How To Keep Healthy Sheep?

Discussion in 'Sheep' started by CrownPoint, Jul 21, 2006.

  1. CrownPoint

    CrownPoint Well-Known Member

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    I have had sheep for a few years now. I have always stayed around 6-12 sheep in my flock. I am in the process of renovating the barn and would like to increase the number of sheep. Maybe 100-150 head.

    I will be buying ewes from others and raising my own too. I understand there is a chance of getting diseases when buying livestock. What is the best way to stay away from problems when your buying sheep and adding them to your healthy flock? The sheep are a commercial flock(mixed breeds) Tunis, Romney, Dorset crosses. I am concerned with footrot, sore mouth, scrappie, OPP to name a few. I have a good preventative parasite program and evaluate the herd daily. Any suggestions and helpful hints would be appreciated.

    I will be providing meat for sale at farmers markets and my wife spins. We want to provide the best product we can and provide as much of the product as we can without creating major problems in the health of our animals. Thanks for your help in advance.

    Ron, Jennifer & Dorothy
     
  2. Bearfootfarm

    Bearfootfarm Hello, hello....is there anybody in there.....? Supporter

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    If it were me I would only buy directly from breeders instead of at auctions. That way you can find out about any problems beforehand, and they havent been exposed to as many other flocks. And if possible when you bring new ones home isolate them for a while to see if any problems arise before you mingle them with yours
     

  3. Maura

    Maura Well-Known Member Supporter

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    I bought my first three sheep from a couple who only raised that breed. The ewes were seen by a vet before we took them. They promptly came down with a respiratory infection. My vet suggested that they just picked up a bug that my farm had that their previous home did not, and they'd be fine with a single antibiotic injection. They were. The next two sheep were from a friend of mine who I knew she was very meticulous about taking care of her flock. These two sheep were quarantined for (I forget how long). If I brought in more sheep, I would quarantine them before putting them in with the others. I'd also buy from a farm rather than from auction. Even if the sheep were healthy when they left home, they could pick up something from the auction barn.
     
  4. Sprout

    Sprout Well-Known Member

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    Dito what the first two said. Buying at auctions not only are you getting sheep that have been exposed to many new pathogens at the auction, they will have a no herd hierarchy, and you may end up getting someones culls, infact alot of culls. It is common practice here to take animals that should be eaten to the auction and to advertise for breeding stock. If you can find a breeding stock sale they are generaly more cautious about watching for culls but prices would be higher. I would go with the individual farmer even though you'll have to listen to his speech about his flock and the superiority of his breed(lol we're not all that bad).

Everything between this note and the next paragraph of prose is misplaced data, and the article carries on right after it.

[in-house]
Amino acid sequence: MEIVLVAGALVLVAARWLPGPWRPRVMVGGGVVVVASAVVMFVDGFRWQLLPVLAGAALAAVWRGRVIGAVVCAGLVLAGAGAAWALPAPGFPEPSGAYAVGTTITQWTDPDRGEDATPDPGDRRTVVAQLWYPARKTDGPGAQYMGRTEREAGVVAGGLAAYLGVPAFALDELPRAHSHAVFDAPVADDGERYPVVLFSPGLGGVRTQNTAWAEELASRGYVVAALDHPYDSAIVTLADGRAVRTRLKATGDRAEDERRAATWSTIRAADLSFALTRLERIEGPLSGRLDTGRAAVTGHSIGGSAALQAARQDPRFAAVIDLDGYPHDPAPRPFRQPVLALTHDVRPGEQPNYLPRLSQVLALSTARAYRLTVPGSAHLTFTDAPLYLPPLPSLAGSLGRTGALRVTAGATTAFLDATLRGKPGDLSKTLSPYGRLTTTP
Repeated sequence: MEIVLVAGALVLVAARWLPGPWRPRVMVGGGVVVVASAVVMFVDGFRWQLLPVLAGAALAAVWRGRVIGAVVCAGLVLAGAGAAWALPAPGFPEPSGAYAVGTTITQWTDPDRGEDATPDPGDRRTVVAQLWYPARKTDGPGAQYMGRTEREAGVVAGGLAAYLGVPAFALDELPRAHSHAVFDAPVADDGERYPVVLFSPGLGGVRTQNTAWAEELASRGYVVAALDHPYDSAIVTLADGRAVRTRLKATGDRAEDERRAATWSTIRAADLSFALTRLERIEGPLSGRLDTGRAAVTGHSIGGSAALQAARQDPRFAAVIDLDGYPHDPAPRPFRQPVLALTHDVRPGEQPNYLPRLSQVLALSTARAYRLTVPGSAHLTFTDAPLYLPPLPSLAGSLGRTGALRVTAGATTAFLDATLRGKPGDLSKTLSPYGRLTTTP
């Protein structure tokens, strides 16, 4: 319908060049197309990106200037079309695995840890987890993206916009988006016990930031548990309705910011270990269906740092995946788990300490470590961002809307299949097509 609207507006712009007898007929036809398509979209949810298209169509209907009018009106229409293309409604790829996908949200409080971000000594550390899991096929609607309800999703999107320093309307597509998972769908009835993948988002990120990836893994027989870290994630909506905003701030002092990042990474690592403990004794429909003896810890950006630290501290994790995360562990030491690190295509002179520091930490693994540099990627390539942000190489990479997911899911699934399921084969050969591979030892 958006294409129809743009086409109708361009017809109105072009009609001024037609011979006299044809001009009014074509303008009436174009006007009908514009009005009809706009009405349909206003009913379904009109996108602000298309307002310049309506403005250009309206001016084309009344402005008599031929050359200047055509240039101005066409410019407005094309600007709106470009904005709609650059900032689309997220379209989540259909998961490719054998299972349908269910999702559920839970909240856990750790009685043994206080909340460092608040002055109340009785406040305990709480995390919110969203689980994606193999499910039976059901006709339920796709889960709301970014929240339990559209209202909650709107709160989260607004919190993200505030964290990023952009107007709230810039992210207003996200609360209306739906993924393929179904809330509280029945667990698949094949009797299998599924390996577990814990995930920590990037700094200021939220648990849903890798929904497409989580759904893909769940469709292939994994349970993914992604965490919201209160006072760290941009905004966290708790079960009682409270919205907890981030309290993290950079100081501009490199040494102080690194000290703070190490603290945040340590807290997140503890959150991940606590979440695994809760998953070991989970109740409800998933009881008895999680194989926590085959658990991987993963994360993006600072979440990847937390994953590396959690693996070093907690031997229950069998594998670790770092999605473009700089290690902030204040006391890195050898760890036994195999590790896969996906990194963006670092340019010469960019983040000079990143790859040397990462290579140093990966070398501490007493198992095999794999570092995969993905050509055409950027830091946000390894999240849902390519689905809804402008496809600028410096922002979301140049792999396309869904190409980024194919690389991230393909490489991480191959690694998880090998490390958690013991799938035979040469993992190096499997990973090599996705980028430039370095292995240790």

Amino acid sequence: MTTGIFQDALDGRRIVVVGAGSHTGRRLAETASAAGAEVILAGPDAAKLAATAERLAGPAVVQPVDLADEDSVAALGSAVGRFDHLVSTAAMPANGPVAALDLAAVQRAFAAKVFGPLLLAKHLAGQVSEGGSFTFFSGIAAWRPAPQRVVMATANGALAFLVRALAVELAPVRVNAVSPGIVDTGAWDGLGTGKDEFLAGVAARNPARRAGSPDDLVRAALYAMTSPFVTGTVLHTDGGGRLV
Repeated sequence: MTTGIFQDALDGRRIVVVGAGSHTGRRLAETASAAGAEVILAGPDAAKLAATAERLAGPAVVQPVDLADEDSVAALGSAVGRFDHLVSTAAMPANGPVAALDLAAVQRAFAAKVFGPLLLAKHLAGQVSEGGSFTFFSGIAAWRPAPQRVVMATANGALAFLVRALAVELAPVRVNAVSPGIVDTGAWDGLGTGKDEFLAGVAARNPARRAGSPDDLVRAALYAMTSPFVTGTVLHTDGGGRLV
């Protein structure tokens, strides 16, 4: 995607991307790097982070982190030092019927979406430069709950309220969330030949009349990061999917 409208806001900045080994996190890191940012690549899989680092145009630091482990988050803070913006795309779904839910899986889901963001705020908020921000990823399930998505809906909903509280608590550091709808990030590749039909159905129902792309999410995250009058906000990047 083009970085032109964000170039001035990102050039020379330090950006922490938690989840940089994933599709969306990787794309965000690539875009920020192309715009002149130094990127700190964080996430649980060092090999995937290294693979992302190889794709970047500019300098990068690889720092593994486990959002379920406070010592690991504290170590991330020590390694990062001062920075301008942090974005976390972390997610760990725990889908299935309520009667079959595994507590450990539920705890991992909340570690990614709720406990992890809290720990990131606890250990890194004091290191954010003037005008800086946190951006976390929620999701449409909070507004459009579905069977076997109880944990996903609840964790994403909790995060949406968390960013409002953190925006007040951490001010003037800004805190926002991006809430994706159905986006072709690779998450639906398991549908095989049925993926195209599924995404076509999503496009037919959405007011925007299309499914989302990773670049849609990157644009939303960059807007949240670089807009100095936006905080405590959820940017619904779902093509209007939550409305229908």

Also as general practice any new animal that comes onto the farm or any animals that have left the premisis and then returned are quarantined for two weeks in a separate pasture downwind and downstream from the home animals. It's just a good idea. (we got a nice virulent strand of fast acting phnumonia tha way) You never know what you could be bringing home. It is also good to wash your trailer tires and towing vehicle tires before you come onto your farm and to have the animals walk through a foot bath, just a bleach bath would do it. But I generaly only wash tires after coming home from a notorious auction or one where I've seen to many animals that raised red flags. Good luck with your project and get ready to eat sleep and breath sheep.
     
  5. Taylor

    Taylor Well-Known Member

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    1) Going from a dozen to 150 is going to take some doing, i/e lots of feeders, water troughs, mineral/salt feeders, many more hours of worming, foot trimming, and tagging, fencing, to say nothing of the time needed at lambing.
    2) Check with your state veterinarian. Most states now have the notorious "voluntary" scrapie eradication program in place, requiring annual vet inspections (ours is July) on each farm that is enrolled in the program. The vets who do the inspections can give you a good idea of farms that are healthy and farms that are definitely not.
    3) Visit a farm first, see all the sheep, check out their housing, etc. Ask to see records - small flocks sometimes aren't so good with paperwork, and inbreeding can and does happen if records aren't kept. Ask to see the lambing records of the sheep you are considering.
    4) with Romneys, you aren't going to have to worry about foot rot, the proper name of the breed is Romney Marsh, and they were bred in the marshy areas of England and selected to be resistant to it. For spinning their wool is great and they seem to be pretty good mothers. The Dorset are great milkers, fat little lambs on that milk.
    5) If you provide good meat, raised in a healthy environment, you'll do well. It will also be possible to develop repeat customers, or sell to restaurants, besides the farm markets.
    6) Find a good processor for your lambs - they are worth their weight in gold.
    Best of luck!